Thursday, October 2, 2014

Maternal Reflections: I Don't Help my Children with Their Homework

Ok, so I should probably clarify that statement just a bit. It isn't that I don't help my children with their homework. I just don't hold their hands and sit with them, watching them step by step and doing it for them everyday. I see so many of my friends who say homework time is such a challenge for them because they can't help their child with what they have to do. Why do we often assume as parents that they don't know how to do it? Why do we believe that if we can't do it, then they can't possibly understand it either?


Today's children are growing up in a fast paced, technology driven world and I believe that the educational system is adapting to meet those needs. It is a slow process and I would say that the transitional phase will last a while. Unfortunately, many of our current elementary and middle school students are caught in the gap between the old way of learning and the new way of teaching. As a learner of the old way, we are often hard pressed as parents to understand the new ways of teaching. College students currently seeking Education Degrees are doing so under a much different curriculum and skill set than when I received mine; and when a lot of current teachers received theirs. I don't know that I would want to be a teacher now, or if I would want to "learn how to be a teacher" now either because I do believe that for as hard as we try, my generation (X, Y...or whatever those of us who peaked educationally in the 90's are called) is often unable to keep up with the speeding train of computer based, technology centered, "Common Core" train that is whisking our children away.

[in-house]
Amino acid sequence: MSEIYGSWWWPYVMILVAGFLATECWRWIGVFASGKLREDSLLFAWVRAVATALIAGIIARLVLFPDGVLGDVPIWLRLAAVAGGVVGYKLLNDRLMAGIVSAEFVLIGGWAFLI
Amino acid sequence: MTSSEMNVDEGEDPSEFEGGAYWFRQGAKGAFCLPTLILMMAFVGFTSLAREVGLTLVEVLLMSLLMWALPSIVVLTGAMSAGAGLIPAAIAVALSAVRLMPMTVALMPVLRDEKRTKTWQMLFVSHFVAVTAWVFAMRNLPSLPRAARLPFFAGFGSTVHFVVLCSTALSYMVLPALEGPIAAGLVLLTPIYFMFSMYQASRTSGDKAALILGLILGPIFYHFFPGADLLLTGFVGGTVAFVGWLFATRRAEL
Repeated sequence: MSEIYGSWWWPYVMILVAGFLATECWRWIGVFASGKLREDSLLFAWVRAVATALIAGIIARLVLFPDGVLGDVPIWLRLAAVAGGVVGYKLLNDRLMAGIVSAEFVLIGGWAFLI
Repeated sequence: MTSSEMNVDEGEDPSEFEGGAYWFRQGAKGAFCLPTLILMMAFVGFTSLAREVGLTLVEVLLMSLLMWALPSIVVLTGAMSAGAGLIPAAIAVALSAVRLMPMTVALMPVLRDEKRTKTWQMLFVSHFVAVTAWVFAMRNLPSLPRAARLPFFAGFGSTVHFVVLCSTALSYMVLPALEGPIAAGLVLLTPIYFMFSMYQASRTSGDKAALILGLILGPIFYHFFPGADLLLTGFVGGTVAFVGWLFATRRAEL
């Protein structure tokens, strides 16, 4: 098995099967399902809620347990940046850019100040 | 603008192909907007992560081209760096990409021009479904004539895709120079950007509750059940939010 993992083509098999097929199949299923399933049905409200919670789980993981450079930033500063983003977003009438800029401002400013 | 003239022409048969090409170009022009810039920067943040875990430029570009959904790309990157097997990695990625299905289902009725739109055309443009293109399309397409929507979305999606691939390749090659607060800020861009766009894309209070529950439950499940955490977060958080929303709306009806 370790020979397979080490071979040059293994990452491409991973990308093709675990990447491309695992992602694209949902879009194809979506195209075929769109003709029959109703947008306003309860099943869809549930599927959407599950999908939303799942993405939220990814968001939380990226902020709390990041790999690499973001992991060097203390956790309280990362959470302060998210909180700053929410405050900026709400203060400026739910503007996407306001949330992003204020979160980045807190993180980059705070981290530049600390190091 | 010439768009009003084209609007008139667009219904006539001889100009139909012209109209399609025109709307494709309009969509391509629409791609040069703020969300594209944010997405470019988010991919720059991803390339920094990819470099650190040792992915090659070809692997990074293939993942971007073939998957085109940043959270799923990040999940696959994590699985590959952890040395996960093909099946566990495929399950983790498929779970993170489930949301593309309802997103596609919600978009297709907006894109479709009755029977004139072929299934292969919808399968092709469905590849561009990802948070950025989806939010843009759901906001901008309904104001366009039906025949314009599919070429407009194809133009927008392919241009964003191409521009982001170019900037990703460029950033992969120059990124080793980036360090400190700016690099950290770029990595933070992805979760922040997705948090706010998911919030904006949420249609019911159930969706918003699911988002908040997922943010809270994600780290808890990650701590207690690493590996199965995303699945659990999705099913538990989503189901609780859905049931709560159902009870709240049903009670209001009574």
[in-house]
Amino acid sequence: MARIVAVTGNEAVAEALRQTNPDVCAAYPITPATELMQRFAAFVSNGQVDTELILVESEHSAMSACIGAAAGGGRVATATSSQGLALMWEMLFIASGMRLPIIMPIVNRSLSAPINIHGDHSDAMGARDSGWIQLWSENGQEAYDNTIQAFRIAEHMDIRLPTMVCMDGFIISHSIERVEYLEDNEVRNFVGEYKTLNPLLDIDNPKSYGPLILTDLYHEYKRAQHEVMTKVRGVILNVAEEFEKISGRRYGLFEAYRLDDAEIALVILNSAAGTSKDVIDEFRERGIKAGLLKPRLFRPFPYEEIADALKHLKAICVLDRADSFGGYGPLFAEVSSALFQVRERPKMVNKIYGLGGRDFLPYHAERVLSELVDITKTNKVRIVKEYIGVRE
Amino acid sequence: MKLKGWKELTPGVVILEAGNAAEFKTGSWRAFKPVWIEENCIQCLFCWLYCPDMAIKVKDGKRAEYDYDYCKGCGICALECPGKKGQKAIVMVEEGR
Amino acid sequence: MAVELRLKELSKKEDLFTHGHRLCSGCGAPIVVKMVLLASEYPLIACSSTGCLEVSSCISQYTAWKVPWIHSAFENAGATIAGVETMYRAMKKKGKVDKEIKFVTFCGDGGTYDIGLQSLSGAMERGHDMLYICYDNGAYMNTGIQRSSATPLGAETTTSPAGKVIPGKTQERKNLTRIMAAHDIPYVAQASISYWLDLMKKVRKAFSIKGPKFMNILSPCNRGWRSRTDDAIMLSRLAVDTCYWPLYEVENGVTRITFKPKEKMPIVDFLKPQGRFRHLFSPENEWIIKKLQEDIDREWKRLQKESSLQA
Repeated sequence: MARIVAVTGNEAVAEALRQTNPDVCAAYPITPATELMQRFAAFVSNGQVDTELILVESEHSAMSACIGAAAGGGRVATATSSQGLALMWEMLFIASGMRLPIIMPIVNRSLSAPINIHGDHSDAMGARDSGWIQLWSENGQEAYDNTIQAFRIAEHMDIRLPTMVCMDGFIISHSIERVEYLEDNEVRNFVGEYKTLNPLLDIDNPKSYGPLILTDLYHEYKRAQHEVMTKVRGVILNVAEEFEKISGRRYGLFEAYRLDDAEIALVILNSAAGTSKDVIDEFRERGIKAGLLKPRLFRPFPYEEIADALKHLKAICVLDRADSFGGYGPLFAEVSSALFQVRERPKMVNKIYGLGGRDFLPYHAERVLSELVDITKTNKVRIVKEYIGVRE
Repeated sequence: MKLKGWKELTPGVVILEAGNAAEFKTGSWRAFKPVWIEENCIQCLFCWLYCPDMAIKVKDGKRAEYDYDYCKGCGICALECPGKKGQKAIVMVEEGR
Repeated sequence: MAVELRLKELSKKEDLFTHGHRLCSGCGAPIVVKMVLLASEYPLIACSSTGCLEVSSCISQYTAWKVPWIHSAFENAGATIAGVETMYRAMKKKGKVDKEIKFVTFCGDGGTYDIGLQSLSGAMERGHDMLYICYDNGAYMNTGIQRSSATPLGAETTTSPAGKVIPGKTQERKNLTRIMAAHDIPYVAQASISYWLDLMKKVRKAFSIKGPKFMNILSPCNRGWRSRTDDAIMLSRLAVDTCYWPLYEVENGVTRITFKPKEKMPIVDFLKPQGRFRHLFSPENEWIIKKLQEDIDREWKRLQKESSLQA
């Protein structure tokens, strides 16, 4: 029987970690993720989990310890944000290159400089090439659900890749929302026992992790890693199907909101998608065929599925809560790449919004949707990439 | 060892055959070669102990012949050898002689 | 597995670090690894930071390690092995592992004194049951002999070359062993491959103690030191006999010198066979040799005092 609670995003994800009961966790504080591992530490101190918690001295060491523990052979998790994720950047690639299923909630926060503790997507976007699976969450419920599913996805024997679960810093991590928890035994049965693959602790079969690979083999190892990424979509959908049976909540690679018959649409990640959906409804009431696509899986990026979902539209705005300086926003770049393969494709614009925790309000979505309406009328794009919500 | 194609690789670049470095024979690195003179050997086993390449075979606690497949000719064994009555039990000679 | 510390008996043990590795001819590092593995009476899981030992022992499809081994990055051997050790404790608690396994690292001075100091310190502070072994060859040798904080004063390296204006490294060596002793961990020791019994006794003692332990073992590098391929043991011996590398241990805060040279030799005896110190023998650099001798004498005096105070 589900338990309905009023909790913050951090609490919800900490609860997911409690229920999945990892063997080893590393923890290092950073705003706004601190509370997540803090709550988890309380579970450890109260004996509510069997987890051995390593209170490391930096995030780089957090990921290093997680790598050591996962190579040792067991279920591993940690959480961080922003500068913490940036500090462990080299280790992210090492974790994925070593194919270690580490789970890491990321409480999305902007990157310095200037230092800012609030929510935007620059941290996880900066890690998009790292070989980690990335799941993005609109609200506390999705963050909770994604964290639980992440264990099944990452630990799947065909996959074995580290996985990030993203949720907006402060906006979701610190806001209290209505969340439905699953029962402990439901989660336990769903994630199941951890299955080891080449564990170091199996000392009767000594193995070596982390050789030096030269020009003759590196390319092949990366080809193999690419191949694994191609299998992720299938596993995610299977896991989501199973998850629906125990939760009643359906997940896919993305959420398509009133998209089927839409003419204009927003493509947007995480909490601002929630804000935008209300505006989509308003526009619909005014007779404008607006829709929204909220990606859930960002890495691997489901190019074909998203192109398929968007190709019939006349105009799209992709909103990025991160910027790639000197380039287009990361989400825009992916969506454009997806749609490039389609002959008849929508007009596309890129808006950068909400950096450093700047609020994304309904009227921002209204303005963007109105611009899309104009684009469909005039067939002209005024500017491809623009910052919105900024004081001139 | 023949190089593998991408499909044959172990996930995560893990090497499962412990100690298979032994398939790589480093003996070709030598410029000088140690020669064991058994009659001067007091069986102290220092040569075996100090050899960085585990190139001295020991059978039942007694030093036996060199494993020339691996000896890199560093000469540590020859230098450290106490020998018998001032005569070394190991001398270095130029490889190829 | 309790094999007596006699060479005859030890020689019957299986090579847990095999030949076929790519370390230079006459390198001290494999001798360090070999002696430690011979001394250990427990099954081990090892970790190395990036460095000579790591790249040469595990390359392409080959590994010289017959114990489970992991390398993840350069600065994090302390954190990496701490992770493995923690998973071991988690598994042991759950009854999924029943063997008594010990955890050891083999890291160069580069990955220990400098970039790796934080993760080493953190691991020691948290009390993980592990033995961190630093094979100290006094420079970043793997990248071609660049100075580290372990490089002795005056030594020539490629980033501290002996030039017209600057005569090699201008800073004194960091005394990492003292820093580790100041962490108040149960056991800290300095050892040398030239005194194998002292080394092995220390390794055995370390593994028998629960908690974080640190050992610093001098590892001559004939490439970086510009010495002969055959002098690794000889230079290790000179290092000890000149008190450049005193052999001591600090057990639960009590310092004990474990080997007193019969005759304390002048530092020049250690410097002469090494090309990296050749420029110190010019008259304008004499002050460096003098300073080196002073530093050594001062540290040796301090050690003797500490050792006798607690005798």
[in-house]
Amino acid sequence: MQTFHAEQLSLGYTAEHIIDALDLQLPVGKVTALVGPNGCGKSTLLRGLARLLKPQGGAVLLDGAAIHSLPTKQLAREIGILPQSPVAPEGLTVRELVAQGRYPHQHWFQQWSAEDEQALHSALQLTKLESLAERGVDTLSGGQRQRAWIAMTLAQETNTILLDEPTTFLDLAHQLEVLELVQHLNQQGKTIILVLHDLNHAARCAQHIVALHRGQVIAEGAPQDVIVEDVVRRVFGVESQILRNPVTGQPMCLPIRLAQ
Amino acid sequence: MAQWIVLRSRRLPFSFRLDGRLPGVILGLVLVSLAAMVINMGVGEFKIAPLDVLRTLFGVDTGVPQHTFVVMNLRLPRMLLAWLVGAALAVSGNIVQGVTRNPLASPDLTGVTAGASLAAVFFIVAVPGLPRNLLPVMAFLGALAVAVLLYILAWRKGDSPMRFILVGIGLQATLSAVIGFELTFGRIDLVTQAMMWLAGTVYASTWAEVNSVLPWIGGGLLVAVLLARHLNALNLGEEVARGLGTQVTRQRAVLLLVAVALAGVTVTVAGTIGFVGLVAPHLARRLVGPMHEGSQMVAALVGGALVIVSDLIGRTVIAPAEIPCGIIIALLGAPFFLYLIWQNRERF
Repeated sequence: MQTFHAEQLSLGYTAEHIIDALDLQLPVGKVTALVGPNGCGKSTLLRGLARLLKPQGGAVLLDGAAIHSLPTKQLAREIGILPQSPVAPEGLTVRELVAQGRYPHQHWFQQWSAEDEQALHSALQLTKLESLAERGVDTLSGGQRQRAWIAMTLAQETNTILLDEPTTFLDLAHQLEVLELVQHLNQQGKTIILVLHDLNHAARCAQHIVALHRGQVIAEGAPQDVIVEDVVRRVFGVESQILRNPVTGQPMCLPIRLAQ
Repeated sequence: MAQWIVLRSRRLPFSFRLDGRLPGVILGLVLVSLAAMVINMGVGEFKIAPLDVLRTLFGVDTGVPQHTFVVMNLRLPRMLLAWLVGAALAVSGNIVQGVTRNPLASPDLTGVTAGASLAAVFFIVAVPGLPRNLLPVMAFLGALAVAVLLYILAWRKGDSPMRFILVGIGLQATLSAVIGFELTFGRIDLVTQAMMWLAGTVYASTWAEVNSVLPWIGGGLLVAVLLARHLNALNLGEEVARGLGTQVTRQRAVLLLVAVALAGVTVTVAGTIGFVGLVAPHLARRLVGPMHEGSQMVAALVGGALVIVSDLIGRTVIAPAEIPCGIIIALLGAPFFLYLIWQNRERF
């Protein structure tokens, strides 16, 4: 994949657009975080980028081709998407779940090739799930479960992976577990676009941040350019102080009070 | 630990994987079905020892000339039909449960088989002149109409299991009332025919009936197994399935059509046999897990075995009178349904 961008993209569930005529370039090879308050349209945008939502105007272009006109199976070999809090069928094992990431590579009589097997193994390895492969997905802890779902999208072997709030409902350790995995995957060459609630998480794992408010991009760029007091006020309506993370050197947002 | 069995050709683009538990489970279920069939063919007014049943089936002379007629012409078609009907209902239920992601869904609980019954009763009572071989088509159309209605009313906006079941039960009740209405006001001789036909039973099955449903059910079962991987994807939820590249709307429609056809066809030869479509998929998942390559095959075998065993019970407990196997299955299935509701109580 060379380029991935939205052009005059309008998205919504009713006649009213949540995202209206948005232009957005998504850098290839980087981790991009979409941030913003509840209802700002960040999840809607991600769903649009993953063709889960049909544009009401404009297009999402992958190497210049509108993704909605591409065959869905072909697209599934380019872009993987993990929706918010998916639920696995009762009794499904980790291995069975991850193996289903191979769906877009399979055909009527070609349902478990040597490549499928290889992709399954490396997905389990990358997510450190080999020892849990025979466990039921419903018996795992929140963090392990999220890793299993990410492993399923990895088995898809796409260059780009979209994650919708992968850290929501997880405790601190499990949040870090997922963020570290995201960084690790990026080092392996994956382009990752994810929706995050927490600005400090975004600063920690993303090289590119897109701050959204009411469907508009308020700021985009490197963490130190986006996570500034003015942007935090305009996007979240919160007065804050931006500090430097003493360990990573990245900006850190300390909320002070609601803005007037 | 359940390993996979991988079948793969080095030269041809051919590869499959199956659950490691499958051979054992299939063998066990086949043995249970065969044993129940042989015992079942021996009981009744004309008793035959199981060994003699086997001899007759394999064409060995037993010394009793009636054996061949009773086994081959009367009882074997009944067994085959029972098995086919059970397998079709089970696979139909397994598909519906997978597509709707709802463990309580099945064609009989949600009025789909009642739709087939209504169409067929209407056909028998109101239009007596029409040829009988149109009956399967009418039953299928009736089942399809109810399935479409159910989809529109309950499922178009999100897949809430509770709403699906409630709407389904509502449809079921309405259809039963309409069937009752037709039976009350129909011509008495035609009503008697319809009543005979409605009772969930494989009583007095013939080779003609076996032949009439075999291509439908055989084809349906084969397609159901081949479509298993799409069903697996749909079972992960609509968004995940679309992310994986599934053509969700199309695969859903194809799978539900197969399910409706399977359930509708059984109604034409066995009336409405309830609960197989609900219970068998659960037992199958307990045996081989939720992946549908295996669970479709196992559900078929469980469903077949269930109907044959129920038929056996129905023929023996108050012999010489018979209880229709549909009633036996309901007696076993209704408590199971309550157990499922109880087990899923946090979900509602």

This doesn't mean that our children are doomed to failure because we can't keep up. I believe that our children are much smarter than we give them credit for in many ways. Children have a genuine desire to learn, and they often thrive in highly challenging areas. Video game developers, toy makers and entertainment industry insiders are aware of this and capitalize on it when developing their products. They know, probably better than we do, that our children have the ability to coordinate thought and action much quicker than we realize. I know that both of my boys have quite the video game collection; but not once have they ever required help or instruction in how to play them. They turn them on; and they figure it out as they go.

The same is true for most of the homework they bring home. Everyday, I ask the same questions: "Do you have homework?" If the answer is yes, the next them I ask is, "Do you need help or can you do it on your own?" Most of the time they tell me they can do it on their own. They sit at the table and they do it.  Occasionally, they will have a question and not understand something, and I'm always available to help if asked. When they ask for help, however, I always ask them "What did you learn in school today?" or "How did your teacher show you how to do it?" Usually with a little push back to the day's lesson and activities in the classroom they remember how to do it all on their own. I believe that by allowing my children the time and opportunity to do their homework independently that I am preparing them for better academic success and therefore stronger future in society.

What are your thoughts? How do you handle homework time in your house? I'd love to hear from you, so leave me a comment! or visit me on Facebook and share your thoughts there.





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